I think Java and C are both good starting languages, in principle, because they enforce aertain sorts of mental discipline that will be useful to you later. However, a case can be made for Python (ease of use, practicality for certain applications) or perl (flexibility, applicability to good early problems) or Lisp (makes you very smart) or even the .NET languages (um, useful in Windows shops).


However, if you want to be a good programmer, you'll probably want to learn lots of languages, so I see little sense in agonizing over it. Pick something that grabs you and learn it and move on, that's my advice.
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#68 EnterQuery  Icon User is offline

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Re: Codeacademy.com, Good Idea or Disaster for Programmers?

Posted 10 January 2012 - 09:32 AM

Thanks for the advice, I think I'll start with Java since it pretty much runs on everything.
To get back to the original topic, even with a comprehensive site as this one it takes quite some searching before you're up and ready to start learning (finding the right compiler and installing it, finding the best tutorials, ...), I guess this is the advantage CodeAcademy has. Just sign up and it's all there in your browser. That beeing said, by searching for everything I already have an understanding of what I'm dealing with. I suppose both methodes have their merits...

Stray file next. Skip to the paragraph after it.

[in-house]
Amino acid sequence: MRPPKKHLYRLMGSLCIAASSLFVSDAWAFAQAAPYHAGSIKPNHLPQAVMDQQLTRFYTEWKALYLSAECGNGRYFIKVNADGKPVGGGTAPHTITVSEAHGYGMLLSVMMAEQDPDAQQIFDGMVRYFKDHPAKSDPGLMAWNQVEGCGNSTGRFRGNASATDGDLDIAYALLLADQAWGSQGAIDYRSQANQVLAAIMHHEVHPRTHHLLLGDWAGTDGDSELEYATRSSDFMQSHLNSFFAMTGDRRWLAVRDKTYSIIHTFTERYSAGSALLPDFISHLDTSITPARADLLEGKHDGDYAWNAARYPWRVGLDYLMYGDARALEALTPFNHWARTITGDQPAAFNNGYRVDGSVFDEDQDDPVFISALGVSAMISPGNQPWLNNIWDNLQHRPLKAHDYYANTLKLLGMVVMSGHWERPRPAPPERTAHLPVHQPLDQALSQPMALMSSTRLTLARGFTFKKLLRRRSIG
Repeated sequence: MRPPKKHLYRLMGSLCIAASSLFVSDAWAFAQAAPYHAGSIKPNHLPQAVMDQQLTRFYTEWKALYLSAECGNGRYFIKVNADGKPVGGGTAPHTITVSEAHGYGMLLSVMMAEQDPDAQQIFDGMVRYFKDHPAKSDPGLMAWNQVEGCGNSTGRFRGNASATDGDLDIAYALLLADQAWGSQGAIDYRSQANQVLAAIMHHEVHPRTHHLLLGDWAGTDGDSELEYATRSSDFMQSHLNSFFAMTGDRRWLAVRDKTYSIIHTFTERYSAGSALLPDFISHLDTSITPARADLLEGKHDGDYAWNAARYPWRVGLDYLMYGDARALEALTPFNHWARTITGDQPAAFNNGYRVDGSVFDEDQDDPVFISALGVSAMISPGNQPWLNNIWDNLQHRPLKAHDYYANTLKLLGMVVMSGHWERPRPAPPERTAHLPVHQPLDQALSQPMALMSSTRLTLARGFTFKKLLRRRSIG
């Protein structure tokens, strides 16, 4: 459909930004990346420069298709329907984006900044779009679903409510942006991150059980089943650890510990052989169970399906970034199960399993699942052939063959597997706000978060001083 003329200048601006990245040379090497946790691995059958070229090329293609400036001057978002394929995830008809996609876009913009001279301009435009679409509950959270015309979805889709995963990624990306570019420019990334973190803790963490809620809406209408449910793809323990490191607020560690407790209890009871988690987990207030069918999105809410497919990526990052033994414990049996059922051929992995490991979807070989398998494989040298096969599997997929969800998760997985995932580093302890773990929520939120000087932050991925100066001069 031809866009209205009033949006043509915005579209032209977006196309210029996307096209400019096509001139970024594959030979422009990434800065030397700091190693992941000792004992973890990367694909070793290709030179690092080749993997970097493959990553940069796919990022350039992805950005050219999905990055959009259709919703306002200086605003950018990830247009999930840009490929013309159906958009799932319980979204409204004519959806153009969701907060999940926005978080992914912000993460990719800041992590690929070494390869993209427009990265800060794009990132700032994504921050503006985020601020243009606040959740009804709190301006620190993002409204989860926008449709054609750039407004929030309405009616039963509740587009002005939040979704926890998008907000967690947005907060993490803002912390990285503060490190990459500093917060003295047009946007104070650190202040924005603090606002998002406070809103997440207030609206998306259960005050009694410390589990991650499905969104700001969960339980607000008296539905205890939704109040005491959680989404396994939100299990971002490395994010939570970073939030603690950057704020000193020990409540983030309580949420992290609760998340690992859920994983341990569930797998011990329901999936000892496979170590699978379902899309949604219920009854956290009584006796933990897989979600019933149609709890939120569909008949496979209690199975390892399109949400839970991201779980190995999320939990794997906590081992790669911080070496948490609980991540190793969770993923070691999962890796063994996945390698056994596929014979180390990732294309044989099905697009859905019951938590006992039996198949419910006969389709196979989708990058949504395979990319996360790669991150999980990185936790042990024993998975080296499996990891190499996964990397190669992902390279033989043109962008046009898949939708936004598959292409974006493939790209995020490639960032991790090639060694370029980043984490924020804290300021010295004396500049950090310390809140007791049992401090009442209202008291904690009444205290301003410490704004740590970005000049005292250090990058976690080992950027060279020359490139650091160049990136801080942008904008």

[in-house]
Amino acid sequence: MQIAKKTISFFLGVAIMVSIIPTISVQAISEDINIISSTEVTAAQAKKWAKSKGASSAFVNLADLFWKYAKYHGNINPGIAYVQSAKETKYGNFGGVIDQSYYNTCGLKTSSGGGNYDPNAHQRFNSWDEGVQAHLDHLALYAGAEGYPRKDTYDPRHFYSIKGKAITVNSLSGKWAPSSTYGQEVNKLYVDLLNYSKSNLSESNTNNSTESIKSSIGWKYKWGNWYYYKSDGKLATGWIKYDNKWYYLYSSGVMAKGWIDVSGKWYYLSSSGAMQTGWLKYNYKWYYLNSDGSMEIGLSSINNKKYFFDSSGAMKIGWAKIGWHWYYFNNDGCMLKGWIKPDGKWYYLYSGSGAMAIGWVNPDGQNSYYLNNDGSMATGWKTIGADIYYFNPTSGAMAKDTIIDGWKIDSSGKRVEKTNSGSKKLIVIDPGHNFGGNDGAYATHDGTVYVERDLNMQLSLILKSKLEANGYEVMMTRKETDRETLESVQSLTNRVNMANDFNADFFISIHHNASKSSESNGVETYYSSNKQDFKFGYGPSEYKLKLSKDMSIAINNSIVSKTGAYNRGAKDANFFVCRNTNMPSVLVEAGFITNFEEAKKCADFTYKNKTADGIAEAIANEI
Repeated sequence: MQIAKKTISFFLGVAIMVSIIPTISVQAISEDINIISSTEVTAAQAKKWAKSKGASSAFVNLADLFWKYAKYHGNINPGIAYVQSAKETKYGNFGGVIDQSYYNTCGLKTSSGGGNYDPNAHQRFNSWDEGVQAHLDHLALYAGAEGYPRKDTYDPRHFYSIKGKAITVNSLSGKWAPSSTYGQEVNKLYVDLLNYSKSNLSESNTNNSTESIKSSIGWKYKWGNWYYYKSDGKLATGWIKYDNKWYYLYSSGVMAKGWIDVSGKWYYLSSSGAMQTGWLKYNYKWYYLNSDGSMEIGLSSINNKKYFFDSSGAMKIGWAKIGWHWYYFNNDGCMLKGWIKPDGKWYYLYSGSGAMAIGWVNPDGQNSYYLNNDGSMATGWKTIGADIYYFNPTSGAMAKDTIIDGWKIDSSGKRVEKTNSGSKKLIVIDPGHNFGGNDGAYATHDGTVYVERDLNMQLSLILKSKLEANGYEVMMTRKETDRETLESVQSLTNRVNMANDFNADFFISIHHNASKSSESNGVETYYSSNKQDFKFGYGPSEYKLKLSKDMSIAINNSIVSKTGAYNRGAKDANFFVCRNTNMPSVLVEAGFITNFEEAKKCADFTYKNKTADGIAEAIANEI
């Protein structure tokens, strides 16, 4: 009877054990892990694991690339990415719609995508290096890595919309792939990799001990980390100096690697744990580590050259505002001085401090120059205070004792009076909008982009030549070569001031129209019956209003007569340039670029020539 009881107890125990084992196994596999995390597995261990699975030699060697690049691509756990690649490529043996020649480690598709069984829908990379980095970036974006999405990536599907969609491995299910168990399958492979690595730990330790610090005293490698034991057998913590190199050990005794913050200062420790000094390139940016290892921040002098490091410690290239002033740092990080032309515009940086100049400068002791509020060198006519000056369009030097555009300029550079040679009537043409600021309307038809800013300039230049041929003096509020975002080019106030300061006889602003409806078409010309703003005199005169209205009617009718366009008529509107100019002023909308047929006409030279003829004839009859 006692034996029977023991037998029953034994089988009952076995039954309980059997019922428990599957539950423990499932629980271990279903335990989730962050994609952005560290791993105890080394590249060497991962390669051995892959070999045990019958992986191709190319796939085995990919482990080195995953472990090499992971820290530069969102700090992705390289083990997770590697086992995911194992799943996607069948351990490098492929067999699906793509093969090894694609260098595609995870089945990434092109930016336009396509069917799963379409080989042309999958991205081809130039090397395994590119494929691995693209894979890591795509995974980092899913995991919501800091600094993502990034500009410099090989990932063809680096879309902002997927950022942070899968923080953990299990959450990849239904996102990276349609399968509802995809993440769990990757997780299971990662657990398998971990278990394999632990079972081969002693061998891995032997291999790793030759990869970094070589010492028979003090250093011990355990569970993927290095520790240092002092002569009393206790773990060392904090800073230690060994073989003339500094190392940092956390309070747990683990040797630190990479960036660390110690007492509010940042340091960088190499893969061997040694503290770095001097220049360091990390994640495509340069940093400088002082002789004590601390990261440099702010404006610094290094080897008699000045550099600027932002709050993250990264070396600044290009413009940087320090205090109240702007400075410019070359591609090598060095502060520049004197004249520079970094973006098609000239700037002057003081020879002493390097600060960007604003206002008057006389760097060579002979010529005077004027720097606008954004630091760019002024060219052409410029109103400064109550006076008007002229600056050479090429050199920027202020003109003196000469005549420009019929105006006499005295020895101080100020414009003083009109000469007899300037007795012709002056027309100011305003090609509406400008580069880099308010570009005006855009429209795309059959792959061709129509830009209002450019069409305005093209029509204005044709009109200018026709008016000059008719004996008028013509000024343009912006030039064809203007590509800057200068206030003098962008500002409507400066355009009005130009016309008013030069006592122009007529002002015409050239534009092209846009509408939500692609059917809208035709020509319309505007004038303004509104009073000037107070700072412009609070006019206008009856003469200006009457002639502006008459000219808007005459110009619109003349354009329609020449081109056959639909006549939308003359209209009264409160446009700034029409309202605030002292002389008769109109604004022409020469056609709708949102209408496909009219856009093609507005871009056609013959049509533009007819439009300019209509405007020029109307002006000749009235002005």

Good thing I found this site though, I have a feeling I'll be posting here if (read: when) I get stuck :-)
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#69 ernie.cordell  Icon User is offline

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Re: Codeacademy.com, Good Idea or Disaster for Programmers?

Posted 10 January 2012 - 11:21 AM

View PostMartyr2, on 06 January 2012 - 01:31 PM, said:

During my morning browse around the net I caught wind of an article on CNN Money today titled "Code Year Draws 200,000 Aspiring Programmers" which details a project called "Code Year". It is put on by a website called CodeAcademy.com and I visited it awhile ago and thought it was an idea, but still very basic (they try to teach "real programming" through small Javascript lessons). . . .